For Immediate Release

Tax tips for deducting job search, job change expenses

By Lisette Hilton

Marysville, WA - April 11, 2003-- Job searching might land you more than a lucrative job. Many of the expenses associated with finding a new job are tax deductible if you know the rules.

"While it doesn't cost job seekers a penny to post on, there are lots of other expenses associated with finding a job that do cost money. Everything from resume expenses (hiring a consultant to write one) or taking classes to become better at what you do is a possible deductible expense," says Frank Heasley, PhD, president and CEO of, a leading Internet recruitment and professional community that targets jobseekers and HR professionals in biotechnology, pharmaceuticals, healthcare and science.

Whether you're going to get some last minute deductions for 2002 or are thinking about looking for a new job in 2003, you should keep track of job-hunting expenses, according to Reginald J. Bowser, president and CEO of RolloverSystems, a provider of technology-based 401(k) rollover products and services.

Job search costs can be deductible whether you're employed at the time of searching or not, according to Neil Becourtney, CPA, tax partner with JH Cohn LLP, Roseland, NJ.

Becourtney says that job search expenses fall under the heading of "miscellaneous itemized deductions," which also includes tax preparation fees, employee business expenditures that are not reimbursed, education that furthers your profession, investment fees (such as safe deposit box rental), work uniforms (including scrubs), etc.

Has to be in excess of 2% of your gross income

The key, when it comes to these deductions is they are only deductible to the extent that they exceed 2% of your gross income. So, Becourtney explains, if your adjusted gross income on page one of your 1040 is $100,000, 2% of that income is $2,000. If that miscellaneous itemized deduction pool of expenses exceeds $2000, you're entitled to deduct the excess, and only the excess.

Other limitations

Keep in mind that these expenses are only deductible if you're seeking a job in your present occupation-not looking for a new career. Other things that prohibit deductions are if there was a substantial break between the time you ended your last job and began looking for a new one, or if you're looking for a job for the first time (right out of college, for example), according to Becourtney.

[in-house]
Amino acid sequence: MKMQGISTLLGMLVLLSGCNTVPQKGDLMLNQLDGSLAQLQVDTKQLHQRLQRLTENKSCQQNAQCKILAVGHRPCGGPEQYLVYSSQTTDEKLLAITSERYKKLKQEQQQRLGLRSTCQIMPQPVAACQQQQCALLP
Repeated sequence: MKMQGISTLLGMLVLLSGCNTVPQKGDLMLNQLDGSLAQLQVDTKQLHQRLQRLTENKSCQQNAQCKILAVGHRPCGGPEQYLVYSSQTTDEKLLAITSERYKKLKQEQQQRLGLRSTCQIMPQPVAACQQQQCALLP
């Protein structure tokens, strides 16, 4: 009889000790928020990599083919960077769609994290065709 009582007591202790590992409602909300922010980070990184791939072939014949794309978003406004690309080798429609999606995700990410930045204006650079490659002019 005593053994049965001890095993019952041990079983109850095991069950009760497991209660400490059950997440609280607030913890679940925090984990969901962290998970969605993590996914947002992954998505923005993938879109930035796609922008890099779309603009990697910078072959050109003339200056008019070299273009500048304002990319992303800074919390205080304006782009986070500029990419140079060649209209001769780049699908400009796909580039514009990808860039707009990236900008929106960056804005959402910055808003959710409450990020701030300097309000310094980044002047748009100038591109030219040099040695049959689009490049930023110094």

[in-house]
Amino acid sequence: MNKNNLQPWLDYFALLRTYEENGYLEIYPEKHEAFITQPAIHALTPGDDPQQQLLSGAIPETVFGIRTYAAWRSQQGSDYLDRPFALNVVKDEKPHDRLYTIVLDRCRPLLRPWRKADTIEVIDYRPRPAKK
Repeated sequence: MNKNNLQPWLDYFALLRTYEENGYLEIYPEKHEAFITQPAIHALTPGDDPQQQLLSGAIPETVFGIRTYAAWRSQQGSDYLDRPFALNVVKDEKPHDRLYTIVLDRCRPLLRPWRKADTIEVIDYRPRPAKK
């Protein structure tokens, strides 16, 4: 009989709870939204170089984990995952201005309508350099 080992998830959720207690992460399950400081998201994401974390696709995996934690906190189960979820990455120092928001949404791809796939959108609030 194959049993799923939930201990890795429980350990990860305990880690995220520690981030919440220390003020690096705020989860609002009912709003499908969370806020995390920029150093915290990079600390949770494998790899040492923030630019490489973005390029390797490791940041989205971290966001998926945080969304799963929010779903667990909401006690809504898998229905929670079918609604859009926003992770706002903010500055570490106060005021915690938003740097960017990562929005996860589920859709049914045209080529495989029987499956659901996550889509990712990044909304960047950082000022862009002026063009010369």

The IRS hasn't defined that "substantial" period of time losing a job and looking for a new one, but court cases have used the term "hiatus" for periods of up to 2.5 months, he says.

What you can deduct

You can deduct expenses related to your finding a new job, such as printing resumes, purchasing a newspaper subscription to keep up with the want ads, employment agency fees and all travel and transportation expenses to interviews that are not reimbursed.

Going to school to better yourself in your field? Deduct those expenses. However, make sure they meet two requirements, according to Becourtney. First, the education cannot prepare you for a new career; rather, it "maintains or improves skills necessary in your field," Becourtney says. "And [the education cannot be to meet] the minimum educational requirements in your field. You cannot deduct your undergraduate tuition, [for example]."

Graduate degrees or extra courses in your profession qualify, but getting a nursing degree to become a nurse does not.

Bowser suggests checking into the Hope Scholarship Credit and the Lifetime Learning Credit, which offer tax credits… "of $1,500 and $1,000, respectively for tuition and other education-related expenses," he says.

Once you land a new job, some moving expenses are deductible, as long as the move is 50 miles away or more. If it is, you can deduct the actual transportation expenses for moving you and your family and the cost of moving your belongings. The IRS did away with being able to deduct for house hunting, the "pre-move" and temporary living, Becourtney says.

Be strategic

If you're at the end of one tax year and will not meet the 2% rule for itemized deductions, try to bundle and delay your expenses into the next year, Becourtney says.

Be 401(k) savvy

Bowser says, "Don't cash out your 401(k). Cashing out a $10,000 401(k) can cost up to $4,000 in taxes and early withdrawal penalties."

He suggests that you act fast to avoid taxes. For example, if you took a cash distribution from your former employer's 401(k) plan within the past 60 days, you can still avoid the tax hit by rolling over to an Individual Retirement Account (IRA). If your 60-day window is about to expire, you can roll over your 401(k) online.

"Even those job seekers who are not reimbursed for their expenses find that their efforts to better themselves and find new jobs may not be quite as expensive as they thought-thanks to Uncle Sam," Dr. Heasley says.

Lisette Hilton is a professional writer, specializing in medical and business writing to the trade and consumer.

Established in mid 1994, MedZilla is the original web site to serve career and hiring needs for professionals and employers in biotechnology, pharmaceuticals, medicine, science and healthcare. MedZilla databases contain about 10,000 open positions, 10,000 resumes from candidates actively seeking new positions and 30,000 archived resumes. These resources have been characterized as the largest, most comprehensive databases of their kind on the web in the industries served.


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